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 San Diego High Educator Named State Teacher of the Year

A San Diego County teacher is among the five 2018 California Teachers of the Year, State Superintendent of Public Instruction Tom Torlakson announced today.

Jaime Yumiko Brown teaches International Baccalaureate Higher Level English and Film Studies at San Diego High School of International Studies in the San Diego Unified School District. Brown is also an alumna of the school.

Torlakson, who began his career as a science teacher and coach, said he is pleased to honor five outstanding and talented teachers who have made a great impact in their schools and communities.

“These teachers are deeply committed, hard-working, and creative,” he said. “They help students find their inner strengths and achieve their dreams, while inspiring, challenging, and supporting them every day. They represent the best of their profession.” 

Brown has spent her 14-year teaching career at San Diego High School. She views her primary job as “empowering my students with the tools and confidence they need to effectively navigate these courses on their own two feet.” Brown also works to empower her students to knowledge and voices outside the classroom, among their friends and family, in the workplace, and in the world.

Principal Carmen Garcia said Brown’s classroom practices “are alive with enriching collaborative conversations where students transform into experts on English literature.”

A classroom environment that is also comfortable and positive for her students is important to Brown. “In a world filled with uncertainty and doubt, we need compassion to prevail in the classroom,” Brown said. She speaks from experience: During World War II, her Japanese-American grandparents were placed in internment camps, and she confronted overt racism from her 8th-grade teacher in Texas.

Brown’s teaching philosophy embodies two thoughts: that student voices should be heard in the classroom, and that small moments matter. “Small moments that show students you care about them can make a big difference in their lives.”

San Diego County also produced two of the seven California Teacher of the Year Finalists: Mark Lantsberger and Kathy Worley. Lantsberger teaches computer science at Del Norte High School in Poway Unified School District. Worley teaches drafting and design, manufacturing, guitar construction, and woodworking at West Hills High School in Grossmont Union High School District.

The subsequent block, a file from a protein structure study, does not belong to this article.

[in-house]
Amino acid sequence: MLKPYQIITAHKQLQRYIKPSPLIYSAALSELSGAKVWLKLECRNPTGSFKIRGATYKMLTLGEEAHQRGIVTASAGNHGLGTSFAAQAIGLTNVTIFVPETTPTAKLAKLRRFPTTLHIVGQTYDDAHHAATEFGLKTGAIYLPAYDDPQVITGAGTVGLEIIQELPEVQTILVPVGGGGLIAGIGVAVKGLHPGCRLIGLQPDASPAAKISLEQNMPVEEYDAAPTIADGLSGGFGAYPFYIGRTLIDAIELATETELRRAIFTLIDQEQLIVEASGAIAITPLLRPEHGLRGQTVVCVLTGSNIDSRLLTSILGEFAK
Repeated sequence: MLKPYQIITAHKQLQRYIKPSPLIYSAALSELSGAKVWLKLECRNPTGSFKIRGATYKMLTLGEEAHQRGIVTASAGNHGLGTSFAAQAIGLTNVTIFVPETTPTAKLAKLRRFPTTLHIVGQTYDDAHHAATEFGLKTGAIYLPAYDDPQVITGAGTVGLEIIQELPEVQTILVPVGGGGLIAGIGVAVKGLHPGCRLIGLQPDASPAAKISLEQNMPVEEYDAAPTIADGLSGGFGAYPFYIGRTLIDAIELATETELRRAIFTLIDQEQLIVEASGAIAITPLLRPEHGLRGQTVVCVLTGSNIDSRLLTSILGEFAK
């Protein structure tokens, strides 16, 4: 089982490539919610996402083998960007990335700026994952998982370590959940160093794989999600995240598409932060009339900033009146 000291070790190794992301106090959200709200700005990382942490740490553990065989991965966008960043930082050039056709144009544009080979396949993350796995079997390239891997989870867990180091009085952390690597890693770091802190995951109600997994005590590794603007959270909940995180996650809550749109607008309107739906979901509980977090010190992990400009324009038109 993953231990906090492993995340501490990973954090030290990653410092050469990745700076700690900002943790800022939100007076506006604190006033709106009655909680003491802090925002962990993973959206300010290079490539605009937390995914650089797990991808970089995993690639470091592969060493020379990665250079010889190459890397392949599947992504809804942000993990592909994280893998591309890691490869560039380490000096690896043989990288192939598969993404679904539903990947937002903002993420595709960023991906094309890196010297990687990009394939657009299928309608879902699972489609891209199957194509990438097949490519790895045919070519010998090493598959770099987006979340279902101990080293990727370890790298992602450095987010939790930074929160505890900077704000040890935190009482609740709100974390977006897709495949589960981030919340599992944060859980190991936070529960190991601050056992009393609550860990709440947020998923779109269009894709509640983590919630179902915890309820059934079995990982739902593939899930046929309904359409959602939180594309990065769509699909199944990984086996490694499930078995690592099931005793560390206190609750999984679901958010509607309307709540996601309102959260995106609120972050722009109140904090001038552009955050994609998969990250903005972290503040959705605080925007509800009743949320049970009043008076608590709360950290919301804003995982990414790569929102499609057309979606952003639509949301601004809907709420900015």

The California Teacher of the Year Program, presented by California Casualty and the California Teachers of the Year Foundation, began in 1972 to honor outstanding teachers and encourage new teachers to enter the profession.

County offices of education nominate teachers for the California Teachers of the Year competitions through their county-level contests. A state selection committee reviews candidates' applications and conducts site visits to evaluate the teachers' rapport with students, classroom environment, presentation skills, and teaching methods. The teachers are interviewed by the California Department of Education. The state superintendent then selects the five awardees.

The 2018 California Teachers of the Year, finalists, and semifinalists will be honored by Torlakson at a gala in Sacramento on Feb. 12. 

Since 1974, 171 teachers have been named San Diego County Teacher of the Year. Of those, 22 were named California Teacher of the Year and three went on to be named National Teacher of the Year. Stan Murphy, who taught Brown at San Diego High and is now her colleague, was named a 2005 California Teacher of the Year.

Joining Brown as 2018 California Teachers of the Year are Brian McDaniel, a band and choir at Painted Hills Middle School in Palm Springs Unified School District; Kirsten Farrell, a sports medicine teacher at Venice High School in Los Angeles Unified School District; Gregory Gardiner, who teaches Advanced Placement and Special Abilities Cluster environmental science and biology at Edison High School in Huntington Beach Union School District; and Erin Oxhorn-Gilpin, a 1st- and 2nd-grade teacher at Northlake Hills Elementary School in Castaic Union School District.

Torlakson said all of the honorees will be great ambassadors for the teaching profession. With a statewide teacher shortage, he said, it is important to get the word out about the rewards of being a teacher.

“Teaching isn’t just a job. It isn’t just a career. It’s a calling. It’s a commitment to your community, your students, and most of all, a commitment to the future,” he said.

For more information, visit the CDE's California Teachers of the Year webpage and Teach California.